What do I do if I see a coyote (or a pack of dogs) chasing my sheep?

In most communities, the laws are clear on this situation. Whether the predator is a coyote, wolf, or a toy poodle from down the road, you have the right to shoot an animal that is chasing your stock in your pasture. It isn't fun to shoot a neighbor's pet dog, but once an animal gets a taste for sheep, or a passion for chasing sheep, you may find that you have no choice. Pet owners often won't believe their pets are instinctive predators. `Little Boopsy wouldn't chase sheep,' they will insist. `She's a _______ [pet, darling, sissy, sweetie].' Unless the owner agrees to keep the dog safely restrained, or you have dog-proof fences, you can be fairly sure the dog will be back.

Some flock owners have discovered that the only solution to dogs in the pasture is to `shoot quick, bury deep, and don't talk' rather than face the arguments, lawsuits, and retaliation of unbelieving pet owners. Sometimes, a neighbor's dog can be trained not to chase sheep or other livestock. Vigilance and a strong deterrent, such as a few loads of .22 birdshot in the backside, seems to be the most successful approach.


In many jurisdictions, you are entitled to compensation if your stock is killed or wounded by wild predators or dogs. In Connecticut, as one example, the state will compensate coyote losses if you can prove that you had adequate fencing in place, which they define as four-foot high woven-wire fencing in good condition, if you prove that the loss was greater than one hundred dollars, and if a wildlife agent certifies that it was a coyote kill. In some cases they will require a necropsy to determine that the animal did not die of natural causes. Local jurisdictions often have funds to compensate losses to dogs. Be prepared to document the value of the stock when you file a claim.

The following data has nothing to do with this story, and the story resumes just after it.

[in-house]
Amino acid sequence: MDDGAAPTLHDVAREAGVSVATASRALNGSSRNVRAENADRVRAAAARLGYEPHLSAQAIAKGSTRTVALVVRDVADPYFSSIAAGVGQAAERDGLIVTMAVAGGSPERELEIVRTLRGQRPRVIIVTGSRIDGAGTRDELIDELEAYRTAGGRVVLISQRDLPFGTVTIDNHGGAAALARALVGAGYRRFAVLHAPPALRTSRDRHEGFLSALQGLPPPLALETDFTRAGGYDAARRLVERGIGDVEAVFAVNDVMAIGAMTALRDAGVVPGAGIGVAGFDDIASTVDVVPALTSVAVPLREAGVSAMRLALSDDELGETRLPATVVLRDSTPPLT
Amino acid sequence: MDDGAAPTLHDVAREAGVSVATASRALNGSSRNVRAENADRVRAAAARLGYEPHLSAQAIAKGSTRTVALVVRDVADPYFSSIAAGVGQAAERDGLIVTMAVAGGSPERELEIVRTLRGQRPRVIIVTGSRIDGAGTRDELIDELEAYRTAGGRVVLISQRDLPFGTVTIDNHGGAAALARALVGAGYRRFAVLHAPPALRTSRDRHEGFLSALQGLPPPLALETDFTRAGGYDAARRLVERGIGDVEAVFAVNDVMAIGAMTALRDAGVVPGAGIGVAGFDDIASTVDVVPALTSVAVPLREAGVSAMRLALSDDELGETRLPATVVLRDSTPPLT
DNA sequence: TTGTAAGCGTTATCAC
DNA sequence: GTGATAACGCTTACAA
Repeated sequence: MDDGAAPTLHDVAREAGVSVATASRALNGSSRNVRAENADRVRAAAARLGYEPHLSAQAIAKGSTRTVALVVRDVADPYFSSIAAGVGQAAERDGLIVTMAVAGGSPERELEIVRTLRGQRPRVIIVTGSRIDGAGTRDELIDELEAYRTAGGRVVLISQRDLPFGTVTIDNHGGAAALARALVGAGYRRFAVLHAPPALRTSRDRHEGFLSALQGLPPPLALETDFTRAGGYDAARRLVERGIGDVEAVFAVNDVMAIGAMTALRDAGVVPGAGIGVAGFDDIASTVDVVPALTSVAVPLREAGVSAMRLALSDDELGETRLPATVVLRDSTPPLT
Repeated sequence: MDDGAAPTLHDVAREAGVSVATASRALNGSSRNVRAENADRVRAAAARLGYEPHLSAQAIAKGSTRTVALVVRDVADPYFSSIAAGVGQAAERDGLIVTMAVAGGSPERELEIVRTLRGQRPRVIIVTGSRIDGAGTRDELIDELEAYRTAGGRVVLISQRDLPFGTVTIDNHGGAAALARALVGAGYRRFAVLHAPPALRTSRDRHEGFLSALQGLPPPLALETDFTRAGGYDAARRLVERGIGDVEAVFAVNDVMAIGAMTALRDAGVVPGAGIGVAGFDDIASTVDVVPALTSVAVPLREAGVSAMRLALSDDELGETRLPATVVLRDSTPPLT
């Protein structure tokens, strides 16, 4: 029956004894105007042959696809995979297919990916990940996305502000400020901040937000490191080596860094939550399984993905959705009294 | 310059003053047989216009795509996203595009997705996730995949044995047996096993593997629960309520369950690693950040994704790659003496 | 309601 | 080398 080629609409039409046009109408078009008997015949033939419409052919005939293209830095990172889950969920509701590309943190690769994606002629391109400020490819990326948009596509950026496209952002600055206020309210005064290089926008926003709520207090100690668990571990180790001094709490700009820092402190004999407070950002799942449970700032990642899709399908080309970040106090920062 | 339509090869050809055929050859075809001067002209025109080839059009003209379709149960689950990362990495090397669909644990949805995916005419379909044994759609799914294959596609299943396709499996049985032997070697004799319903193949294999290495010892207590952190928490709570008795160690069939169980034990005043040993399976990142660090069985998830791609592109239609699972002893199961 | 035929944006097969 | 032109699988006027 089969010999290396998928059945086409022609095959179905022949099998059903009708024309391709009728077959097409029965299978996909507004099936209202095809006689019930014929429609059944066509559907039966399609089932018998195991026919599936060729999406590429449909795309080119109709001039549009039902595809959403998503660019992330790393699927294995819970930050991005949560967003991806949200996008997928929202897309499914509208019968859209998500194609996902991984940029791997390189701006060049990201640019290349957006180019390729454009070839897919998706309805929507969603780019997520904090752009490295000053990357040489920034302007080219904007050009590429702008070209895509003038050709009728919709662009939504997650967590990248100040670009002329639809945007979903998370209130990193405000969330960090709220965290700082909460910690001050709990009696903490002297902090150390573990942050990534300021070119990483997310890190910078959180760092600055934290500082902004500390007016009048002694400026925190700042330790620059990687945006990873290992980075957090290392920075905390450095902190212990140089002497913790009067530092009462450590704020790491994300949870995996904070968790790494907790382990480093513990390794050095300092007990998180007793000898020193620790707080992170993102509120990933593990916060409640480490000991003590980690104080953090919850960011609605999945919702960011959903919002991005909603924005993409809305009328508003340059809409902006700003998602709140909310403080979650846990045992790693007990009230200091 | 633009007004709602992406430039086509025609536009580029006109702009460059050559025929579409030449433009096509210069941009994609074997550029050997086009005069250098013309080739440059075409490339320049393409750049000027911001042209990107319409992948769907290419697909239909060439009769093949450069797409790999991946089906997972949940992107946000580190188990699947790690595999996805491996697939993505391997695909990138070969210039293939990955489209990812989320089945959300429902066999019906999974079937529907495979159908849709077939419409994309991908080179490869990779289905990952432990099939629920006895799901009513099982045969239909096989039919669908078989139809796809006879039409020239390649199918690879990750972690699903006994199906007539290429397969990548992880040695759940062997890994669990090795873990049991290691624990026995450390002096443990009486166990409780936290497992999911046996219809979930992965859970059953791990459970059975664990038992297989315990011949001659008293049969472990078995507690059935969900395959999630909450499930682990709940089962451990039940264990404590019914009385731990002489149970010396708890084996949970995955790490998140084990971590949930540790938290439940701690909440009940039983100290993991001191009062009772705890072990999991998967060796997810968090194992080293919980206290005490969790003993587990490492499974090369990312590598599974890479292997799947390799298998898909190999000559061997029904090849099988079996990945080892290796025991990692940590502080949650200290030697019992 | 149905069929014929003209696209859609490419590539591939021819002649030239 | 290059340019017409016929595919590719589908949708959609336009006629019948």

If you lose animals to predators, be careful in burying or otherwise disposing of the remains. Some carrion-eaters are capable of digging down several feet. Lime and stones on the remains before a hole is filled in are a good idea. In the winter, in hard-frozen ground, you may have to cover remains with heavy stones.

What kind of fence does it take to stop coyote and dogs?

Tall, strong, and without weak points. Coyote are smart and persistent. They can and will find the holes in a fence. They can jump a 48-inch fence. In one night they can dig under a fence in soils where you had a devilish time digging fence post holes. At seaside or lakeside pastures, they will swim around fences that end in deep water.